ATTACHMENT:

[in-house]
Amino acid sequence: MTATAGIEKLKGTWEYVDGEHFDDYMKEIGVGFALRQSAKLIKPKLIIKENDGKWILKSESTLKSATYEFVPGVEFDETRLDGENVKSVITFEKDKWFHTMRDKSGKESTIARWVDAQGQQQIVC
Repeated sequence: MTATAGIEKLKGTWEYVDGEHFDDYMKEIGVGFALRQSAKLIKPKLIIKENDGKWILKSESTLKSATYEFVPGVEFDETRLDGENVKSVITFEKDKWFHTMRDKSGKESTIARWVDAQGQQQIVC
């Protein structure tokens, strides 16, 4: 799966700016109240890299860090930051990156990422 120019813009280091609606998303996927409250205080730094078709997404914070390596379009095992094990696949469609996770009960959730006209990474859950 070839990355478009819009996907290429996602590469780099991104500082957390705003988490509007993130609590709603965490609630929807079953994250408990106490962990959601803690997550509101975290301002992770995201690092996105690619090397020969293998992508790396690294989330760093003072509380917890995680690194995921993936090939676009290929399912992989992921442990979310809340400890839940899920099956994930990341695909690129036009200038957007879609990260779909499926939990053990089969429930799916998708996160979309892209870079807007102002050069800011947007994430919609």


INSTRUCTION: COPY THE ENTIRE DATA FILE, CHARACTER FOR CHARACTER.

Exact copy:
[in-house]
Amino acid sequence: MTATAGIEKLKGTWEYVDGEHFDDYMKEIGVGFALRQSAKLIKPKLIIKENDGKWILKSESTLKSATYEFVPGVEFDETRLDGENVKSVITFEKDKWFHTMRDKSGKESTIARWVDAQGQQQIVC
Repeated sequence: MTATAGIEKLKGTWEYVDGEHFDDYMKEIGVGFALRQSAKLIKPKLIIKENDGKWILKSESTLKSATYEFVPGVEFDETRLDGENVKSVITFEKDKWFHTMRDKSGKESTIARWVDAQGQQQIVC
């Protein structure tokens, strides 16, 4: 799966700016109240890299860090930051990156990422 120019813009280091609606998303996927409250205080730094078709997404914070390596379009095992094990696949469609996770009960959730006209990474859950 070839990355478009819009996907290429996602590469780099991104500082957390705003988490509007993130609590709603965490609630929807079953994250408990106490962990959601803690997550509101975290301002992770995201690092996105690619090397020969293998992508790396690294989330760093003072509380917890995680690194995921993936090939676009290929399912992989992921442990979310809340400890839940899920099956994930990341695909690129036009200038957007879609990260779909499926939990053990089969429930799916998708996160979309892209870079807007102002050069800011947007994430919609």